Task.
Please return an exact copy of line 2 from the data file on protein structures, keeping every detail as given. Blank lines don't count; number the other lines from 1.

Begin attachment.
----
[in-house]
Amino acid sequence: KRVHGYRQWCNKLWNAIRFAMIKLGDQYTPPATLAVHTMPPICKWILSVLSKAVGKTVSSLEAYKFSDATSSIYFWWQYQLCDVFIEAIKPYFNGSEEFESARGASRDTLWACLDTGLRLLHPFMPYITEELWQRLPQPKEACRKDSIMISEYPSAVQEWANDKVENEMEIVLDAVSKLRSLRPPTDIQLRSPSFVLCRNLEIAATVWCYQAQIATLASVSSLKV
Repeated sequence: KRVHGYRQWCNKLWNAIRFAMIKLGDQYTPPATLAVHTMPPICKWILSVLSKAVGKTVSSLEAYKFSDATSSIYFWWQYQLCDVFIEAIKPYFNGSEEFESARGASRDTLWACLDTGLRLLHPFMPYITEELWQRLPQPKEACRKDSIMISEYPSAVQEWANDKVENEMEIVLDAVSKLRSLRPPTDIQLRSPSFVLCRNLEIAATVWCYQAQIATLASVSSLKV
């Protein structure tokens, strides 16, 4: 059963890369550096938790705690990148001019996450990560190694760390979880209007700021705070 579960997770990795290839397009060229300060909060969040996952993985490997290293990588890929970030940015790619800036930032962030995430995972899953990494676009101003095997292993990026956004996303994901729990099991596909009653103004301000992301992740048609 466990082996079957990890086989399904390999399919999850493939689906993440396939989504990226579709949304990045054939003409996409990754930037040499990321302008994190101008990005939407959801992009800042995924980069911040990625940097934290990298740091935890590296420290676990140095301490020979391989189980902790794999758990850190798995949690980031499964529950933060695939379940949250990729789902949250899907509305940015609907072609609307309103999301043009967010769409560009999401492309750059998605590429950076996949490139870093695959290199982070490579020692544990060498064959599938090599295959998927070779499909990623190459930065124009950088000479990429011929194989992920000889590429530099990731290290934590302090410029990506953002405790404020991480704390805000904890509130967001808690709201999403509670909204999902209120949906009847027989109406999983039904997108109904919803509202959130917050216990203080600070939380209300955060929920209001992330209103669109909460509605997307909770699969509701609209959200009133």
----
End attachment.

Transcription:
Amino acid sequence: KRVHGYRQWCNKLWNAIRFAMIKLGDQYTPPATLAVHTMPPICKWILSVLSKAVGKTVSSLEAYKFSDATSSIYFWWQYQLCDVFIEAIKPYFNGSEEFESARGASRDTLWACLDTGLRLLHPFMPYITEELWQRLPQPKEACRKDSIMISEYPSAVQEWANDKVENEMEIVLDAVSKLRSLRPPTDIQLRSPSFVLCRNLEIAATVWCYQAQIATLASVSSLKV